By Sebastian Fischer in Washington
Mitt Romney was hoping to start off his European tour with a bang: a meeting with conservative British Prime Minister David Cameron, the opening ceremony of the Olympic Games on Friday and a couple of lucrative fundraising events. The idea was to show the presumed Republican presidential candidate from his best side. After all, he himself successfully managed the 2002 Winter Olympics in Salt Lake City, Utah.
The plan, in short, was a good one, and London is to be followed by quick stops in Poland and Israel. Unfortunately, it didn't take long for Romney to make the kind of negative headlines he had been hoping to avoid. And it has cast a dark cloud over his entire trip.
It all began with an anonymous Romney "adviser" and the special relationship between the US and Great Britain. "We are part of an Anglo-Saxon heritage, and he (Romney) feels that the special relationship is special," the adviser told the British daily Telegraph. "The White House didn't fully appreciate the shared history we have."
Perhaps the comment hadn't been adequately vetted. But the Telegraph teased it out for its readers. The remarks, the paper wrote, "may prompt accusations of racial insensitivity" given that Obama's father, after all, was neither white nor Anglo-Saxon. US Vice President Joe Biden reacted strongly by calling the comments "disturbing" and saying the assertion was "beneath a presidential campaign." Obama adviser David Axelrod said that the comment on shared heritage was "stunningly offensive."
And Romney? The candidate has done his best to distance himself from the statements, saying he doesn't know who the source is -- and accusing Biden of reacting to quotes from an unnamed adviser in a "foreign newspaper."
That, though, was just the appetizer. Not long after his arrival in London, Romney joined Brian Williams from the US broadcaster NBC for an exclusive interview. It was a wide-ranging talk, touching on topics as diverse as the shooting in Colorado (the candidate said America did not need new gun-control laws) and his wife's horse Rafalca, which will be competing in dressage at the Olympics ("I will not be watching the event," Romney said).
And then Williams lobbed what should have been a softball question about whether London was well-prepared for the Olympics. Romney could have said how wonderful it was to be in such a great city full of wonderful people and rich history. Instead, he said: "There are a few things that were disconcernting, the stories about the private security firm not having enough people, the supposed strike of the immigration and customs officials, that obviously is not something which is encouraging."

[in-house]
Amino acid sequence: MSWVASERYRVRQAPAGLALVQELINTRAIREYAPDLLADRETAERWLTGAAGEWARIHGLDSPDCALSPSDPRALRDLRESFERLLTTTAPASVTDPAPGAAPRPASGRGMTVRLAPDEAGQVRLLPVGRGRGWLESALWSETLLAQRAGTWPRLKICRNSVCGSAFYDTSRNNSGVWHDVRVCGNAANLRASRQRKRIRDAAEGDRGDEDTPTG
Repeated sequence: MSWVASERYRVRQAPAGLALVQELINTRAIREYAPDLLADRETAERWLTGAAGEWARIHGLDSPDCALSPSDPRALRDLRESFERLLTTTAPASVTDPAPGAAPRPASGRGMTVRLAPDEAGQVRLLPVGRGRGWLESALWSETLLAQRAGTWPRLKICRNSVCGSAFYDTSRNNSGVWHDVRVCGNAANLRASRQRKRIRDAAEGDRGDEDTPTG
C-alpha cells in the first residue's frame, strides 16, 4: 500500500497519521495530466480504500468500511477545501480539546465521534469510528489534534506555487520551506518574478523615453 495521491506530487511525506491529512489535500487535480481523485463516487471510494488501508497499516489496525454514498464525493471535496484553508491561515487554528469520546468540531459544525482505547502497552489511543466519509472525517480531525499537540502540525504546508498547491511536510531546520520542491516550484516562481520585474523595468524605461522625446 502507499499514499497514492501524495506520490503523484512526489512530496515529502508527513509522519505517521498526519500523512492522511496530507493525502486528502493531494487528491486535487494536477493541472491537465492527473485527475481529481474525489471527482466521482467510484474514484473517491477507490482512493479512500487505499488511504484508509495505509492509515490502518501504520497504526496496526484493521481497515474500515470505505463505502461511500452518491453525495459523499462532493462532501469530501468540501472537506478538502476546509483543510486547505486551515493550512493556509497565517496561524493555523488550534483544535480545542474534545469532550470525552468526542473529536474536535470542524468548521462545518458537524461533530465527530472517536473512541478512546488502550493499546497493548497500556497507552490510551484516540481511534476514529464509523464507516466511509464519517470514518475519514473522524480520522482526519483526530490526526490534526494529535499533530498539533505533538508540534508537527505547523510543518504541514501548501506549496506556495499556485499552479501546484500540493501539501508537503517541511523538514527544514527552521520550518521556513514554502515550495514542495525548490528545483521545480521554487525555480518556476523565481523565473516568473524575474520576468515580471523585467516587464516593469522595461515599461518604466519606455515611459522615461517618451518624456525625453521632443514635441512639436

As if that weren't enough, Romney also seemed to take aim at the British people. "Do they come together and celebrate the Olympic moment? That is something which we only find out once the Games actually begin."
Not surprisingly, the British press jumped on the comments. As did British leaders. During a rally to celebrate the end of the torch relay in Hyde Park, London Mayor Boris Johnson said to the gathered crowd: "There's this guy called Mitt Romney who wants to know whether we are ready."
'Mr. Leader' and MI6
And Prime Minister Cameron also chided the Republican candidate. "We are holding an Olympic Games in one of the busiest, most active, bustling cities anywhere in the world," he said. "Of course it's easier if you hold an Olympic Games in the middle of nowhere."
Chagrined, Romney quickly did something that Americans have become used to from him: He flip-flopped. In comments to the press afterward, he conceded that it is "impossible for absolutely no mistakes to occur." And added that, once competition starts, "those are all overshadowed by the extraordinary demonstrations of courage, character and determination by the athletes."
Still, Romney wasn't quite done making headlines. It was, after all, a long day full of meetings with a variety of people, including Labour party head Ed Miliband, who Romney addressed as "Mr. Leader."
And then there was another appointment. "I can only say that I appreciated the insights and perspectives of the leaders of the government here and opposition here as well as the head of MI6 as we discussed Syria and the hope for a more peaceful future for that country," he said at a news conference.
Oops. The meeting with MI6 head Sir John Sawers was supposed to remain secret. That, at least, had been the agreement beforehand.
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